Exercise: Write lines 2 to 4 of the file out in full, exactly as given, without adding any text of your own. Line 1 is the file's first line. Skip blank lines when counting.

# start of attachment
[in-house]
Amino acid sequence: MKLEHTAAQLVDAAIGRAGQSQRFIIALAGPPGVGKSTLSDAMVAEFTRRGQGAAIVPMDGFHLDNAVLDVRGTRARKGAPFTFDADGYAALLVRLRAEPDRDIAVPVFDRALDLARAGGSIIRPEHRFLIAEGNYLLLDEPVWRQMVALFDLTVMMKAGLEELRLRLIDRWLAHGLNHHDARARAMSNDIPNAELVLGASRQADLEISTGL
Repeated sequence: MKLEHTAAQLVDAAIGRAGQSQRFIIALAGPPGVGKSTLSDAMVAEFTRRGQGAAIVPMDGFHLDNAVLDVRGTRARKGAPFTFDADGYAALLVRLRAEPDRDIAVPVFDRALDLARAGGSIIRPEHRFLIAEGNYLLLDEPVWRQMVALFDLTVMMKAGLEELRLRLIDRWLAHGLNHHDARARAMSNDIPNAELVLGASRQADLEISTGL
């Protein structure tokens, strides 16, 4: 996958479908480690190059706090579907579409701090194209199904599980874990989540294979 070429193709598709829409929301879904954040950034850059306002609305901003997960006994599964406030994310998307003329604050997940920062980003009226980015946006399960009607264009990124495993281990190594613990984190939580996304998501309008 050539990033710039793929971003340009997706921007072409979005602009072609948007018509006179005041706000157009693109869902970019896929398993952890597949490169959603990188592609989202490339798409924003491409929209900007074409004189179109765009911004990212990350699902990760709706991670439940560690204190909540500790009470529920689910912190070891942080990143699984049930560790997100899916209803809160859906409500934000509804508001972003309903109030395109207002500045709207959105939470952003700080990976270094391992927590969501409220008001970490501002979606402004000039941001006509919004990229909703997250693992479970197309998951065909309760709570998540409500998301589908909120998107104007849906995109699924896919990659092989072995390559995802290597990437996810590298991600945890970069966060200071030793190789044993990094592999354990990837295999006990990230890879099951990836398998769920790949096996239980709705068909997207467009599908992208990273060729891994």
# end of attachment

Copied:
Amino acid sequence: MKLEHTAAQLVDAAIGRAGQSQRFIIALAGPPGVGKSTLSDAMVAEFTRRGQGAAIVPMDGFHLDNAVLDVRGTRARKGAPFTFDADGYAALLVRLRAEPDRDIAVPVFDRALDLARAGGSIIRPEHRFLIAEGNYLLLDEPVWRQMVALFDLTVMMKAGLEELRLRLIDRWLAHGLNHHDARARAMSNDIPNAELVLGASRQADLEISTGL
Repeated sequence: MKLEHTAAQLVDAAIGRAGQSQRFIIALAGPPGVGKSTLSDAMVAEFTRRGQGAAIVPMDGFHLDNAVLDVRGTRARKGAPFTFDADGYAALLVRLRAEPDRDIAVPVFDRALDLARAGGSIIRPEHRFLIAEGNYLLLDEPVWRQMVALFDLTVMMKAGLEELRLRLIDRWLAHGLNHHDARARAMSNDIPNAELVLGASRQADLEISTGL
């Protein structure tokens, strides 16, 4: 996958479908480690190059706090579907579409701090194209199904599980874990989540294979 070429193709598709829409929301879904954040950034850059306002609305901003997960006994599964406030994310998307003329604050997940920062980003009226980015946006399960009607264009990124495993281990190594613990984190939580996304998501309008 050539990033710039793929971003340009997706921007072409979005602009072609948007018509006179005041706000157009693109869902970019896929398993952890597949490169959603990188592609989202490339798409924003491409929209900007074409004189179109765009911004990212990350699902990760709706991670439940560690204190909540500790009470529920689910912190070891942080990143699984049930560790997100899916209803809160859906409500934000509804508001972003309903109030395109207002500045709207959105939470952003700080990976270094391992927590969501409220008001970490501002979606402004000039941001006509919004990229909703997250693992479970197309998951065909309760709570998540409500998301589908909120998107104007849906995109699924896919990659092989072995390559995802290597990437996810590298991600945890970069966060200071030793190789044993990094592999354990990837295999006990990230890879099951990836398998769920790949096996239980709705068909997207467009599908992208990273060729891994």